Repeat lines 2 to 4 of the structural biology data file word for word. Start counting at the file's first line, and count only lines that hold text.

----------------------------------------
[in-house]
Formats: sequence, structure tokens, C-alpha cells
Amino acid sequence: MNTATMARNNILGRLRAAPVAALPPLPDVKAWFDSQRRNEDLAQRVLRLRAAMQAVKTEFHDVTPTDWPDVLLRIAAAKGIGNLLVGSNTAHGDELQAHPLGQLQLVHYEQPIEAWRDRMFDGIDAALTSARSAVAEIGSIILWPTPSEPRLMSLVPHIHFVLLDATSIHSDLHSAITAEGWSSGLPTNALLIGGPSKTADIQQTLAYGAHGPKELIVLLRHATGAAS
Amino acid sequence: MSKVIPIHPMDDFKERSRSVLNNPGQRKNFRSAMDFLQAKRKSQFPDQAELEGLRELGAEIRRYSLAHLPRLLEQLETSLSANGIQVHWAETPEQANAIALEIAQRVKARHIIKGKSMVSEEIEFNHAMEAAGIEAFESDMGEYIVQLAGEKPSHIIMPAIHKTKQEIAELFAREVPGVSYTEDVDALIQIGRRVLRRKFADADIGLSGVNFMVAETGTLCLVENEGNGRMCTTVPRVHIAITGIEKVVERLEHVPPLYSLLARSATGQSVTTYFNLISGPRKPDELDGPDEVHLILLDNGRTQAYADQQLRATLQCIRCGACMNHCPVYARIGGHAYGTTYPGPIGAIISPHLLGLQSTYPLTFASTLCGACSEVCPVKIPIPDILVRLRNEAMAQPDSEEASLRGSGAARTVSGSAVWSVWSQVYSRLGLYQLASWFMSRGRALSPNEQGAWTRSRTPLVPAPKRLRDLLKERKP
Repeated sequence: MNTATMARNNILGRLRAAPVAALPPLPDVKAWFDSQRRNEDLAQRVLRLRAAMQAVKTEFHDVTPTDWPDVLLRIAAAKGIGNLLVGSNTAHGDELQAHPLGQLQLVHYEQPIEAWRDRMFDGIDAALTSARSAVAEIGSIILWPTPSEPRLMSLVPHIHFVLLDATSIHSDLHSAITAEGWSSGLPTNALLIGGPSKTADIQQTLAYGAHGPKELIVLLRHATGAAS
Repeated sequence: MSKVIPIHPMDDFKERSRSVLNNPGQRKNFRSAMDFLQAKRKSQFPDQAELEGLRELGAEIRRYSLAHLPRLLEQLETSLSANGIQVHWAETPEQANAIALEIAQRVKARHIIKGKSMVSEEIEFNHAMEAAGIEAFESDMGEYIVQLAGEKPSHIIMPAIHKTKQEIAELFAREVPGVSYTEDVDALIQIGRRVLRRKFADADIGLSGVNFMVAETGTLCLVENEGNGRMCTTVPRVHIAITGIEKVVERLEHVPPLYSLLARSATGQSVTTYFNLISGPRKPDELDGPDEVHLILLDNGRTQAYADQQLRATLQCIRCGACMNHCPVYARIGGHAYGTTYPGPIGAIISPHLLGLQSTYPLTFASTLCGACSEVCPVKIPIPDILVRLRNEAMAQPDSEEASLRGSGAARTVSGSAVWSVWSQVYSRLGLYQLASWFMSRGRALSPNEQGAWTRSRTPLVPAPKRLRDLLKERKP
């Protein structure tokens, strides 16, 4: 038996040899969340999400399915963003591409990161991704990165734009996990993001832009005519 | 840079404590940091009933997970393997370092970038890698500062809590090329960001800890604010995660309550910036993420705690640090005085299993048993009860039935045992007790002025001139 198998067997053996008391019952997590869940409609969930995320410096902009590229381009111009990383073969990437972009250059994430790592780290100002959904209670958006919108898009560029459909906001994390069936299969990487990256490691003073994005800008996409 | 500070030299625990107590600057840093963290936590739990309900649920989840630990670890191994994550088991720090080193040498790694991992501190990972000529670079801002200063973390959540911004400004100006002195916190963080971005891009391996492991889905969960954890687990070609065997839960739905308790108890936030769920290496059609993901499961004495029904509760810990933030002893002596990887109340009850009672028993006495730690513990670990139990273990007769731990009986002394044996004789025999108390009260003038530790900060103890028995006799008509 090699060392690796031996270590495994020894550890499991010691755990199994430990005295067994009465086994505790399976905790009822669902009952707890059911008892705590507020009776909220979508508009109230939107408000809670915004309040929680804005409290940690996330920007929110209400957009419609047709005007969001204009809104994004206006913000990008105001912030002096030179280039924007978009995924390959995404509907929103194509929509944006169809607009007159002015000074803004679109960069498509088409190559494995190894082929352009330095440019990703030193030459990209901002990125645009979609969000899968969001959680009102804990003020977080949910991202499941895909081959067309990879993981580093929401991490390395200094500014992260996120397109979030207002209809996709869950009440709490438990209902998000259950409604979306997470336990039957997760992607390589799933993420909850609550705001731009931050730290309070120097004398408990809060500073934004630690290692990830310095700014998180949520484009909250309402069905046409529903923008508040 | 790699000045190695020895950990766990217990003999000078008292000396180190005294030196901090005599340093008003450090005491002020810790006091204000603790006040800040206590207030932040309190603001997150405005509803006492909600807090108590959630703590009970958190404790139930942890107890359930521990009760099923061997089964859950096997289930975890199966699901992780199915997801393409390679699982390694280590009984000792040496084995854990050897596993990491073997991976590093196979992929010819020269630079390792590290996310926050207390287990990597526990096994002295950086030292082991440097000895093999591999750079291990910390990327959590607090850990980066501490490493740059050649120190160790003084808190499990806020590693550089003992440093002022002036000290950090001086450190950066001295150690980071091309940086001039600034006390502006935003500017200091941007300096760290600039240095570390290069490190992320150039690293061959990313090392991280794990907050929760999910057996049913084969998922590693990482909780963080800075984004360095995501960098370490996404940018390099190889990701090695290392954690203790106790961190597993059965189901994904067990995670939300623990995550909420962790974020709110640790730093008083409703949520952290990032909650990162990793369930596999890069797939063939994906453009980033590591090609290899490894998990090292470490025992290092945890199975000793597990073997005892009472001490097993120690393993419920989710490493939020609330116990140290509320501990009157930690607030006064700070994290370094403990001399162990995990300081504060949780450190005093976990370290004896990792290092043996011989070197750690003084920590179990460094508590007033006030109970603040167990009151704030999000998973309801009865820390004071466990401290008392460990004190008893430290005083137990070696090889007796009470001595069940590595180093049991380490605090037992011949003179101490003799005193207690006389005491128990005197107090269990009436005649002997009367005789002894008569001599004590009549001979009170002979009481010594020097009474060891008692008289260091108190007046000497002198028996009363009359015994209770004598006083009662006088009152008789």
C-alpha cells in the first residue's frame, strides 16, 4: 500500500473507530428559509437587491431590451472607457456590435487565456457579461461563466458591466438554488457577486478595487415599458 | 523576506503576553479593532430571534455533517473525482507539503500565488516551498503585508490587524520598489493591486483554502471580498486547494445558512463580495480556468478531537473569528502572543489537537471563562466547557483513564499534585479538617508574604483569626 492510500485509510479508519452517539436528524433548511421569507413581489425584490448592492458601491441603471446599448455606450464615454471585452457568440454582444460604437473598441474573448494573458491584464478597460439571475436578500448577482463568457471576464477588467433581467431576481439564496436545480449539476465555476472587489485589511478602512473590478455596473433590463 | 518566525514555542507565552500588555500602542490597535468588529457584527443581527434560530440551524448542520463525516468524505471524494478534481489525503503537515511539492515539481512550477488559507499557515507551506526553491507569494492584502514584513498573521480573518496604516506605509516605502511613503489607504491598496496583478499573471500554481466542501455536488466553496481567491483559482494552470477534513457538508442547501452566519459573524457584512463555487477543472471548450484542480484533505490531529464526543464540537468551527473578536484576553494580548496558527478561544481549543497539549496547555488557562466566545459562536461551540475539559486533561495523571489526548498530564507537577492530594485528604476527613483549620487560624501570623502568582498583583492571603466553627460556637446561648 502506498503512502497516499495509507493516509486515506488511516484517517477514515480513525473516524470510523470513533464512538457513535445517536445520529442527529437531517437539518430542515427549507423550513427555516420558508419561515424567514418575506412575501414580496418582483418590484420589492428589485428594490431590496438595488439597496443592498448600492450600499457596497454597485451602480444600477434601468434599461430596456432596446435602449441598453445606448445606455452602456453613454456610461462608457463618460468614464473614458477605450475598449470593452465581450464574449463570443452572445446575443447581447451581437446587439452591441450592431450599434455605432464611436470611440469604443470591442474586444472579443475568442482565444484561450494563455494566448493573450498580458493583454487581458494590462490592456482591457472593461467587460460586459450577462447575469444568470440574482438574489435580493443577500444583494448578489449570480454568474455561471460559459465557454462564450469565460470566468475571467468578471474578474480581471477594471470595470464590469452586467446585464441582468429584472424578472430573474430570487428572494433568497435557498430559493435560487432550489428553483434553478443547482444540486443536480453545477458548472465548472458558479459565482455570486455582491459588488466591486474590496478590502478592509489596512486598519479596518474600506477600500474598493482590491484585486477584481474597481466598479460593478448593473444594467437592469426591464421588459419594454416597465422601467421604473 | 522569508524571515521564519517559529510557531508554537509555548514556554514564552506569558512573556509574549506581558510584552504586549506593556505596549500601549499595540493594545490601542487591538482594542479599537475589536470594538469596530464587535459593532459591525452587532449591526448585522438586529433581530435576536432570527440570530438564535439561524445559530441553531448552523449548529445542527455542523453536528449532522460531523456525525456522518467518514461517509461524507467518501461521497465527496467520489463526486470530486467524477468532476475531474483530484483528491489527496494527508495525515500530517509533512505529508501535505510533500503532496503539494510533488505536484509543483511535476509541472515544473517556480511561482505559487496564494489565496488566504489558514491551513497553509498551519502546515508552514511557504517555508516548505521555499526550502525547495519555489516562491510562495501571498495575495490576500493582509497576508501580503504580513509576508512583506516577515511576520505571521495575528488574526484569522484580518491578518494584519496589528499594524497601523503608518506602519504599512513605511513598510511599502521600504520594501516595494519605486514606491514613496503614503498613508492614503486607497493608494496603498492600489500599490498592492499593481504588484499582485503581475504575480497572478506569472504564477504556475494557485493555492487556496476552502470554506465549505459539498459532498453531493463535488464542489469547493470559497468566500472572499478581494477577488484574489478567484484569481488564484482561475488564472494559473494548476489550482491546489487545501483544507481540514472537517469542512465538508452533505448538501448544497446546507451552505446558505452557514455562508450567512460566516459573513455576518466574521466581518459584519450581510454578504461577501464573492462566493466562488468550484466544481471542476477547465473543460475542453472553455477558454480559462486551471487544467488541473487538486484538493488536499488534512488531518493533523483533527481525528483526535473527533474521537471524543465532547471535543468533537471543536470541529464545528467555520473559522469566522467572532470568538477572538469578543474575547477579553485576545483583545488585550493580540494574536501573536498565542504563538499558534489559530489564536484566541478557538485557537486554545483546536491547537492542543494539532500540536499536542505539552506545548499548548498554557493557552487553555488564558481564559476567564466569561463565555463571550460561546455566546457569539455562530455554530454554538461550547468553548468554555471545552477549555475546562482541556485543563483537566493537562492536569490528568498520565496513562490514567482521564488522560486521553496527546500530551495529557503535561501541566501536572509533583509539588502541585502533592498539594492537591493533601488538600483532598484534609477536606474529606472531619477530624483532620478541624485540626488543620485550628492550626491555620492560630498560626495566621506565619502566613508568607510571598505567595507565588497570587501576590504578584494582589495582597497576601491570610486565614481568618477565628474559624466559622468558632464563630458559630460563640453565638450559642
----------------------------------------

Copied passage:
Formats: sequence, structure tokens, C-alpha cells
Amino acid sequence: MNTATMARNNILGRLRAAPVAALPPLPDVKAWFDSQRRNEDLAQRVLRLRAAMQAVKTEFHDVTPTDWPDVLLRIAAAKGIGNLLVGSNTAHGDELQAHPLGQLQLVHYEQPIEAWRDRMFDGIDAALTSARSAVAEIGSIILWPTPSEPRLMSLVPHIHFVLLDATSIHSDLHSAITAEGWSSGLPTNALLIGGPSKTADIQQTLAYGAHGPKELIVLLRHATGAAS
Amino acid sequence: MSKVIPIHPMDDFKERSRSVLNNPGQRKNFRSAMDFLQAKRKSQFPDQAELEGLRELGAEIRRYSLAHLPRLLEQLETSLSANGIQVHWAETPEQANAIALEIAQRVKARHIIKGKSMVSEEIEFNHAMEAAGIEAFESDMGEYIVQLAGEKPSHIIMPAIHKTKQEIAELFAREVPGVSYTEDVDALIQIGRRVLRRKFADADIGLSGVNFMVAETGTLCLVENEGNGRMCTTVPRVHIAITGIEKVVERLEHVPPLYSLLARSATGQSVTTYFNLISGPRKPDELDGPDEVHLILLDNGRTQAYADQQLRATLQCIRCGACMNHCPVYARIGGHAYGTTYPGPIGAIISPHLLGLQSTYPLTFASTLCGACSEVCPVKIPIPDILVRLRNEAMAQPDSEEASLRGSGAARTVSGSAVWSVWSQVYSRLGLYQLASWFMSRGRALSPNEQGAWTRSRTPLVPAPKRLRDLLKERKP